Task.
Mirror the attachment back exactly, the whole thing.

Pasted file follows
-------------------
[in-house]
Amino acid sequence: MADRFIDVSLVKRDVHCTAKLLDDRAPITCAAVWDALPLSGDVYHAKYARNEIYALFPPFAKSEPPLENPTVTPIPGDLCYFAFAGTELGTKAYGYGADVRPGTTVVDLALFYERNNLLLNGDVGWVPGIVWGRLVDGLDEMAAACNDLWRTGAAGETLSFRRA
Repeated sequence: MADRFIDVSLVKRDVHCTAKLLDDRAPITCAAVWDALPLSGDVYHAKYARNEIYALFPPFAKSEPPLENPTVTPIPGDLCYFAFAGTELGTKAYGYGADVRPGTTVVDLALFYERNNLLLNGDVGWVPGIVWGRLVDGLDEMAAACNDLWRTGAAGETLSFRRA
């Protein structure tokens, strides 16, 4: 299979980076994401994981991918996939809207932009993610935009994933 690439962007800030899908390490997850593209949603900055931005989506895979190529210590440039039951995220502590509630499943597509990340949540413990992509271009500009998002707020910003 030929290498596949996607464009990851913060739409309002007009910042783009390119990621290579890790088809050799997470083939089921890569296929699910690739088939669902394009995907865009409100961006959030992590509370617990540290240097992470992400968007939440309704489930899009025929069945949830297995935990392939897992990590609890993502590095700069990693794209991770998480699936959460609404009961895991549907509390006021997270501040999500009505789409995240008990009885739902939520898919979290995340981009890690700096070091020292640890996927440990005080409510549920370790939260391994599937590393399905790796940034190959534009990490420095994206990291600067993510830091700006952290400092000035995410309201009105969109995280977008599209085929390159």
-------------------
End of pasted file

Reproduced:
[in-house]
Amino acid sequence: MADRFIDVSLVKRDVHCTAKLLDDRAPITCAAVWDALPLSGDVYHAKYARNEIYALFPPFAKSEPPLENPTVTPIPGDLCYFAFAGTELGTKAYGYGADVRPGTTVVDLALFYERNNLLLNGDVGWVPGIVWGRLVDGLDEMAAACNDLWRTGAAGETLSFRRA
Repeated sequence: MADRFIDVSLVKRDVHCTAKLLDDRAPITCAAVWDALPLSGDVYHAKYARNEIYALFPPFAKSEPPLENPTVTPIPGDLCYFAFAGTELGTKAYGYGADVRPGTTVVDLALFYERNNLLLNGDVGWVPGIVWGRLVDGLDEMAAACNDLWRTGAAGETLSFRRA
């Protein structure tokens, strides 16, 4: 299979980076994401994981991918996939809207932009993610935009994933 690439962007800030899908390490997850593209949603900055931005989506895979190529210590440039039951995220502590509630499943597509990340949540413990992509271009500009998002707020910003 030929290498596949996607464009990851913060739409309002007009910042783009390119990621290579890790088809050799997470083939089921890569296929699910690739088939669902394009995907865009409100961006959030992590509370617990540290240097992470992400968007939440309704489930899009025929069945949830297995935990392939897992990590609890993502590095700069990693794209991770998480699936959460609404009961895991549907509390006021997270501040999500009505789409995240008990009885739902939520898919979290995340981009890690700096070091020292640890996927440990005080409510549920370790939260391994599937590393399905790796940034190959534009990490420095994206990291600067993510830091700006952290400092000035995410309201009105969109995280977008599209085929390159």